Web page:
The Hartford Courant, Published April 26 2012
Connecticut repeals death penaltyHARTFORD, Conn. - Connecticut Gov. Dannel P. Malloy quietly signed a bill repealing Connecticut's death penalty on Wednesday, effectively pulling the curtain on a practice that has been state policy since a Native American named Napauduck was hanged for murder in 1639.
“I signed legislation that will, effective today, replace the death penalty with life in prison without the possibility of release as the highest form of legal punishment in Connecticut,” Malloy, a Democrat, said after a solemn ceremony in his office that was closed to the media and the public. “Although it is an historic moment - Connecticut joins 16 other states and the rest of the industrialized world by taking this action - it is a moment for sober reflection, not celebration.”
About 30 invited guests crowded into the governor's office at the state Capitol to watch him sign the bill, which had cleared both chambers of General Assembly earlier this month. Among them were members of the clergy, legislative leaders and the families of murder victims.
The low-key bill-signing came the same day as a new Quinnipiac University poll showing nearly two-thirds of Connecticut voters support capital punishment. But the same survey found opinions were far more divided when respondents were asked to chose between the death penalty and life in prison without the possibility of release. Given that choice, 46 percent chose the death penalty while 46 percent chose life in prison without release.
“The death penalty is a complex issue for voters, and for pollsters,” said Quinnipiac Poll Director Douglas Schwartz said. “While they want to keep the death penalty on the books, voters are divided on whether they prefer to sentence convicted murderers to death or life without parole. In fact, 74 percent say a life or death sentence depends on the circumstances of the case.”
The measure signed by Malloy applies only to future cases; the 11 men already on Connecticut's death row will remain there.
Still, opponents of capital punishment hailed the state's new law. Illinois, New Mexico and New Jersey have all abolished capital punishment in recent years, and a court declared New York's death penalty law unconstitutional in 2004. Voters in California, home to the largest death row in the nation, will hold a referendum on capital punishment in November.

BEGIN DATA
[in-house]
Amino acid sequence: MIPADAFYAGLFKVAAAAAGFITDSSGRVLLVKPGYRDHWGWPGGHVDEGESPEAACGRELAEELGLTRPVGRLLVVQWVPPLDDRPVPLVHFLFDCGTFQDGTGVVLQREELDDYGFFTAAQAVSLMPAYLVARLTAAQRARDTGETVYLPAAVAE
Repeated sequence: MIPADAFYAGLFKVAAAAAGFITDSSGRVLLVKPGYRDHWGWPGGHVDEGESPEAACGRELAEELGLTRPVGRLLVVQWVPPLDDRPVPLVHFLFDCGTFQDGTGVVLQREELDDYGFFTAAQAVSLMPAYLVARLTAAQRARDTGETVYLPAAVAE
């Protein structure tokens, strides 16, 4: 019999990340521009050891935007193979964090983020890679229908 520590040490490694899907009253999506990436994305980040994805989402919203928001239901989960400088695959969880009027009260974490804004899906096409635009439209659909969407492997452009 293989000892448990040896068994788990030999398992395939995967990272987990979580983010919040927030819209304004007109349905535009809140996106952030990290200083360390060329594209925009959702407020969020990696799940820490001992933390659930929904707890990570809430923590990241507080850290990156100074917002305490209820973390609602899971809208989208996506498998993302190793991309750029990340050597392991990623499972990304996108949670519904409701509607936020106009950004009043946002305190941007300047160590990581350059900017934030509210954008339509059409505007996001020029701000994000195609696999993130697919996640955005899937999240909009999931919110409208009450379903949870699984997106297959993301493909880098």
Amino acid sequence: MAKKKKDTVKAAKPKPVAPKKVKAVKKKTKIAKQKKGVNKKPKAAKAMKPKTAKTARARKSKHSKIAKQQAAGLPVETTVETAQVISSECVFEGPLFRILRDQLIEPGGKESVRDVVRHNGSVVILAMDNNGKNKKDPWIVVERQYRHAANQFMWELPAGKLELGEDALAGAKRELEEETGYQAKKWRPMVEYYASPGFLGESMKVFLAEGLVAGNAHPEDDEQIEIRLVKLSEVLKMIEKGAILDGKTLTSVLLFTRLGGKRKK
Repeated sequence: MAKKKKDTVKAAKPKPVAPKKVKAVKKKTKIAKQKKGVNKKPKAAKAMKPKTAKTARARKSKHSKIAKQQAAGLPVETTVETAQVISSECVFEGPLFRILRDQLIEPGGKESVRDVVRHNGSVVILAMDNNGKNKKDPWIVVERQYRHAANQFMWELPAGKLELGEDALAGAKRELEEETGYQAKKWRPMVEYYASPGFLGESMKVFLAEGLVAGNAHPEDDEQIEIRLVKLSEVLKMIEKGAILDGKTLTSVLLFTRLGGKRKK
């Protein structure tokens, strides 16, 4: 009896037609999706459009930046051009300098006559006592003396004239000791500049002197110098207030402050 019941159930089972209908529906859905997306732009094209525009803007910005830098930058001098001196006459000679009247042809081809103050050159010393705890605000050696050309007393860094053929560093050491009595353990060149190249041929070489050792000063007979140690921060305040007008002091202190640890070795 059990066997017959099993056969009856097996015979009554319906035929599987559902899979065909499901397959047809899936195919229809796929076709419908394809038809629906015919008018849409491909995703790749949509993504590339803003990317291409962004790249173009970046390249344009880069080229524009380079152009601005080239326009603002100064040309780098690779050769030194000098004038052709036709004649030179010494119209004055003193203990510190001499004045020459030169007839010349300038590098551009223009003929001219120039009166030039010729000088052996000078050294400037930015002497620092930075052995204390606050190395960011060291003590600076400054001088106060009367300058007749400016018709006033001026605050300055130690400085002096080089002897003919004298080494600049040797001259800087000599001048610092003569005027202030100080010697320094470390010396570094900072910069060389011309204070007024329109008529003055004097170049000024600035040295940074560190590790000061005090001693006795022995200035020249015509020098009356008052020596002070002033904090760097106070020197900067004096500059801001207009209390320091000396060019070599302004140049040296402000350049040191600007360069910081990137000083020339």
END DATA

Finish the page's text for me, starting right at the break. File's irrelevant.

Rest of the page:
“Lawmakers in Connecticut finally saw the death penalty for what it is _ a barbaric and irreversible punishment that does nothing to stop crime or support its victims,” Suzanne Nossel, executive director, Amnesty International USA, said in a statement.
Malloy notes that Connecticut is no longer part of a group that includes China, Iraq, Iran and Yemen. “We effectively (leave) only one industrialized nation and that's Japan. All of the rest of the industrialized world has already taken the step that we've taken today,” he told reporters after the bill signing.
Capital punishment has been a part of the state's criminal code since colonial times. The state stopped executing people for witchcraft and incest in the 17th century, according to “The Solemn Sentence of Death: Capital Punishment in Connecticut” by University of Connecticut historian Lawrence Goodheart. Twelve-year-old Hannah Occuish, hanged in 1786, was the last female executed in Connecticut, Goodheart writes.
In the past 50 years, just two men, Joseph “Mad Dog” Taborsky and Michael Ross, were put to death in the state, and each man waived their appeals.
On Wednesday, some supporters of capital punishment said they will launch a drive to reinstate it.
“Gov. Malloy has made the wrong decision by signing this repeal,” said state Rep. Al Adinolfi, a Republican. “Murderers in prison now for life without the possibility of parole will have nothing to lose by assaulting or killing a prison guard or another inmate. They know the death penalty is no longer an option to hold over their head. Instead, murderers will get free state health care, recreational activities and meals for life.”
House Republican Leader Lawrence F. Cafero Jr. predicted that none of the 11 men on death row will ever receive the punishment they were given.
“The legislature was not being honest with Connecticut when it voted to repeal capital punishment for only future capital felony offenses,” Cafero said. "That vote created a two-tier application of the death penalty, a system that effectively will spare all 11 convicted murderers and rapists already on death row, the death chamber. Neither the governor's statements issued or his signature changes anything. The sentences handed out by those who sat in judgment of these criminals will not be carried out.’'
Malloy, a former prosecutor, said his views on capital punishment have changed over the course of his life.
“As a young man, I was a death penalty supporter,” he said. “Then I spent years as a prosecutor and pursued dangerous felons in court, including murderers. In the trenches of a criminal courtroom, I learned firsthand that our system of justice is very imperfect. While it's a good system designed with the highest ideals of our democratic society in mind, like most of human experience, it is subject to the fallibility of those who participate in it. ... I came to believe that doing away with the death penalty was the only way to ensure it would not be unfairly imposed.”